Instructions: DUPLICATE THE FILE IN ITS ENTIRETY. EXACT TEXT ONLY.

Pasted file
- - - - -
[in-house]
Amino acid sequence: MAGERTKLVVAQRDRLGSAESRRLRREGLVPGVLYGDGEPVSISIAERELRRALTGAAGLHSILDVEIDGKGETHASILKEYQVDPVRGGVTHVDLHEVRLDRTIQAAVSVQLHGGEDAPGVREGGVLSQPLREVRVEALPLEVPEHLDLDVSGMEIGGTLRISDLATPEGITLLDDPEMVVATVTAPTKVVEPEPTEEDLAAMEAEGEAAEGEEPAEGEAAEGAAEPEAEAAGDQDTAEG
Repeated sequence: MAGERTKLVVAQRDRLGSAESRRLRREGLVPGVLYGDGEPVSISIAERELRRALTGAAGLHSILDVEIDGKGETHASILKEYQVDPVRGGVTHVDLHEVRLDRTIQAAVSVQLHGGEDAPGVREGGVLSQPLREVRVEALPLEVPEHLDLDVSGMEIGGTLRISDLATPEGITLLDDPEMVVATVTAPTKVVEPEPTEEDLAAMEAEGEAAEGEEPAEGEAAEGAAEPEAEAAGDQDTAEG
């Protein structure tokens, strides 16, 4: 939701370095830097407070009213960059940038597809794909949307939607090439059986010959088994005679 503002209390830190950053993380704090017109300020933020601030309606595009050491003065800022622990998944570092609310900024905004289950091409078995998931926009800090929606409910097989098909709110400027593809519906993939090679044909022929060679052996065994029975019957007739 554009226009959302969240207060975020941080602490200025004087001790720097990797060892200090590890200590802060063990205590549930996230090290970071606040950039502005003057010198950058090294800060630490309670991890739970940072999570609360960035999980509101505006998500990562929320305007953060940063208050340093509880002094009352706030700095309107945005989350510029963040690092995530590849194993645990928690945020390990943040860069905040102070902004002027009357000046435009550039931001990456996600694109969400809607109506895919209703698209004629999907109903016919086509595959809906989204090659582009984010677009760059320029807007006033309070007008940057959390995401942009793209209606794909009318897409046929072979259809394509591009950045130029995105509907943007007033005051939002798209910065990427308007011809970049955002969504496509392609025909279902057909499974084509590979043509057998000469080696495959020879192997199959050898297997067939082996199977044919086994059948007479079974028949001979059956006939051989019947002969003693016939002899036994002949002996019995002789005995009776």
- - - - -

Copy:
[in-house]
Amino acid sequence: MAGERTKLVVAQRDRLGSAESRRLRREGLVPGVLYGDGEPVSISIAERELRRALTGAAGLHSILDVEIDGKGETHASILKEYQVDPVRGGVTHVDLHEVRLDRTIQAAVSVQLHGGEDAPGVREGGVLSQPLREVRVEALPLEVPEHLDLDVSGMEIGGTLRISDLATPEGITLLDDPEMVVATVTAPTKVVEPEPTEEDLAAMEAEGEAAEGEEPAEGEAAEGAAEPEAEAAGDQDTAEG
Repeated sequence: MAGERTKLVVAQRDRLGSAESRRLRREGLVPGVLYGDGEPVSISIAERELRRALTGAAGLHSILDVEIDGKGETHASILKEYQVDPVRGGVTHVDLHEVRLDRTIQAAVSVQLHGGEDAPGVREGGVLSQPLREVRVEALPLEVPEHLDLDVSGMEIGGTLRISDLATPEGITLLDDPEMVVATVTAPTKVVEPEPTEEDLAAMEAEGEAAEGEEPAEGEAAEGAAEPEAEAAGDQDTAEG
């Protein structure tokens, strides 16, 4: 939701370095830097407070009213960059940038597809794909949307939607090439059986010959088994005679 503002209390830190950053993380704090017109300020933020601030309606595009050491003065800022622990998944570092609310900024905004289950091409078995998931926009800090929606409910097989098909709110400027593809519906993939090679044909022929060679052996065994029975019957007739 554009226009959302969240207060975020941080602490200025004087001790720097990797060892200090590890200590802060063990205590549930996230090290970071606040950039502005003057010198950058090294800060630490309670991890739970940072999570609360960035999980509101505006998500990562929320305007953060940063208050340093509880002094009352706030700095309107945005989350510029963040690092995530590849194993645990928690945020390990943040860069905040102070902004002027009357000046435009550039931001990456996600694109969400809607109506895919209703698209004629999907109903016919086509595959809906989204090659582009984010677009760059320029807007006033309070007008940057959390995401942009793209209606794909009318897409046929072979259809394509591009950045130029995105509907943007007033005051939002798209910065990427308007011809970049955002969504496509392609025909279902057909499974084509590979043509057998000469080696495959020879192997199959050898297997067939082996199977044919086994059948007479079974028949001979059956006939051989019947002969003693016939002899036994002949002996019995002789005995009776």